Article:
Fad diets appear out of nowhere, blanket the internet with claims of impossible weight loss and continue to pop up again from time to time with new names. The Birmingham diet, also known as the American Heart Association diet, has no connection to these medical organizations. This diet, which promises a 10 lb. weight loss in three days, supposedly was created to help heart patients lose weight quickly before heart surgery.
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The diet, which changes slightly in different variations, claims to work if you follow it exactly. Every meal over a three-day period is spelled out. It features coffee or tea with every breakfast and lunch and several cups of vegetables for dinner, plus a small amount of protein. It also allows vanilla ice cream each night for dessert. "Heart and Soul" website says you must follow it exactly because it works on the concept of chemical breakdown. Oddly, on day one, you can have either one slice of dry toast or 1 oz. of cheddar cheese, two items that bear no chemical similarities -- one is a carbohydrate and the other contains protein and fat.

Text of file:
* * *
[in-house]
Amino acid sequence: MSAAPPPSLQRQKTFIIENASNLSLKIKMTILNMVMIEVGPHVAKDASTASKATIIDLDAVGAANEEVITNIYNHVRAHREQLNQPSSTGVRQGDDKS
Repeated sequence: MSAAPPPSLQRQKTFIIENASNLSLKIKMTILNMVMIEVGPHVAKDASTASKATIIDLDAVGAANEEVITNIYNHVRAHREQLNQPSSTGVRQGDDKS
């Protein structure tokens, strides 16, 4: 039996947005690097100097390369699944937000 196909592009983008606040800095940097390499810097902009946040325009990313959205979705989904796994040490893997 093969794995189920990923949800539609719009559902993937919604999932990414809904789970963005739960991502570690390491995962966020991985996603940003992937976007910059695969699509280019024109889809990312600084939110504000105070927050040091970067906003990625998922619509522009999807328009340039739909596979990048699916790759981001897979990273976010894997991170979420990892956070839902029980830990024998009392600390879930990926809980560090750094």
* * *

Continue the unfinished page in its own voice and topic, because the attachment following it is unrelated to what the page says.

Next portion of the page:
Both the University of Alabama at Birmingham and the American Heart Association have disavowed any connection with this fad diet. The UAB website claims the diet contains too much saturated fat, cholesterol and sodium for cardiac patients. The AHA reiterates the same points, noting that the diet has also been called, alternatively, the Spokane Hospital Diet, Cleveland Clinic Diet and the Miami Heart Institute Diet. The true source of the diet isn’t known.
Dinner on day two includes two beef franks according to the "Heart and Soul" website; other sites just say “wieners.” While hot dogs are all right to eat on occasion, they’re hardly a health food choice, since 110 of the 130 calories in a typical hot dog comes from fat, according to LIVESTRONG MyPlate. Vanilla ice cream, while not harmful occasionally, also hardly classifies as a diet item, with 14 g of simple sugar and 7 g of fat in a 1/2-cup serving.
The diet supplies around 1,200 calories per day, adequate to lose weight but certainly not adequate to cause a 3-lb. per day weight loss. To lose 1 lb. you must reduce your calorie intake by 3,500 calories and the average American daily calorie intake is 2,000 calories. Taking in 1,200 calories results in an 800 calorie deficit, which would result in a 1-lb. loss in between four and five days. Despite claims, it’s not possible to lose 10 lbs of fat in three days, no matter what you eat.